Yea I’m kind of along the same lines as you now, mostly. I used to -require- a happy ending. It better have one or I’m ranting! I even posted about it but I’ve mellowed and come a long way in my reading tastes. Or more accurately my tastes have just changed so I don’t really need it that much anymore. I certainly prefer it but I can read romance without it. That said, I usually prefer to have it because as you said I invest in a couple and I want to believe they’ll live together 80 years madly in love. I don’t really think that’s going to happen but I can pretend.

      Also if a couple is going break up, that’s ok but I want it to be explosive. End with a bang, not a whimper please.

      • Tam says:

        Rules of the Chef, my review. Nothing to do with HEA, just a crap book, but I should have been prepared given the pub.

        • I read your review…very well said IMO. Those kinds of things would have annoyed the crap out of me. You were actually generous.

          I shouldn’t hate on a pub but damn they so rarely are worth anything.

  6. Definitely a deal breaker for me. Romance = central love story and HEA/HFN and if there isn’t a HEA/HFN, then it’s a wallbanger.

    Even in genre books that aren’t romance I still want a ‘happy’ ending – in a crime novel that is that the crime is solved and justice winning, in a SFF book that’s the quest being achieved (this might take a few books to do but if it doesn’t happen: wallbanger – eg if Frodo had gotten killed and Sauron had won? then LOTR would be a sucky series IMO). In a thriller, it’s the world being saved from imminent destruction (usually). If there’s a romance in those books, I don’t necessarily expect a HEA/HFN (although I may hope for one). But I’m very clear going in that they’re not romance books so I adjust my expectations accordingly.

    But, if it’s marketed as romance that means HEA/HFN and if I don’t get it I get stabby.

    Romantic stories such as Gone with the Wind (wallbanger) aren’t romance because they have crappy endings. (Every Nicholas Sparks novel ever written is similarly not a romance. LOL.)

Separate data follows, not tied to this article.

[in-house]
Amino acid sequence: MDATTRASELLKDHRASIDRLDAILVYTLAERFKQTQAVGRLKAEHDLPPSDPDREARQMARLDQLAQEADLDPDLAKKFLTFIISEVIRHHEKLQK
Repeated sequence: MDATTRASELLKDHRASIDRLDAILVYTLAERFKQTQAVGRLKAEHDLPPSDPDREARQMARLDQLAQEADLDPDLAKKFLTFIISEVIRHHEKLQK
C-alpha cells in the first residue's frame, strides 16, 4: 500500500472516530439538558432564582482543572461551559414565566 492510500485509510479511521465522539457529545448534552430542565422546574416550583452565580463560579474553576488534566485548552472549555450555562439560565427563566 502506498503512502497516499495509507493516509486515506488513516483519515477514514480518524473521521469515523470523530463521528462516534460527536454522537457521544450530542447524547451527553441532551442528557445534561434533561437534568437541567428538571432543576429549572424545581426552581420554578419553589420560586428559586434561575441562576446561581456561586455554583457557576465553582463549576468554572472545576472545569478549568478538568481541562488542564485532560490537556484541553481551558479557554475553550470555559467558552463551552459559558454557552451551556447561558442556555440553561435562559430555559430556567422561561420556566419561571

I rely on the labels publishers/marketers/authors give their books and if it’s saying it’s romance, that means HEA/HFN. If the book doesn’t deliver on its promise? STABBY.

    • You’re certainly not the only one. In fact I’d wager you are the majority. I’ll be sure to stay away from you and sharp objects while you’re reading just in case, hehe.

      I think the examples you gave are wonderful too because I think of Nicholas Sparks as a romance writer on par with Nora Roberts but the endings are vastly different. I’m really enjoying getting others’ views on the topic. It seems most want the happy ending and some even will get angry if they don’t get it. I guess that speaks to the desire to believe in HEA no matter what.

      • LOL – usually I am very careful to only read genre romance (or if I read outside the genre, to know what I’m in for). But I listened to a book recently which nearly made me break my iPod with rage at the end. It was a YA Fantasy and ok, that genre doesn’t promise a romantic HEA but the first two books in the series both had romantic HEAs as well as a satisfactory ending. In fact, the romance was such a big part of both books that I would classify them as YA Fantasy Romance. But the third book: no HEA (and no bang either definitely a whimper!) and I felt so betrayed. I spoiled myself about halfway through because I had a bad feeling but the rest of the book was so amazingly good that my disappointment in the no HEA was exponentially magnified. I believed the author was clever and savvy enough to have written the book so as to have a HEA but she didn’t and after the first two books, I felt like it was a reasonable expectation to think there would be HEA for the third. Now, I won’t read her again until I’m definitely sure there is a HEA. *sobs* I was scarred for life I tell you!!

        (BTW, the books were Graceling, Fire and Bitterblue by Kristen Cashore and the third one was APTLY NAMED!!).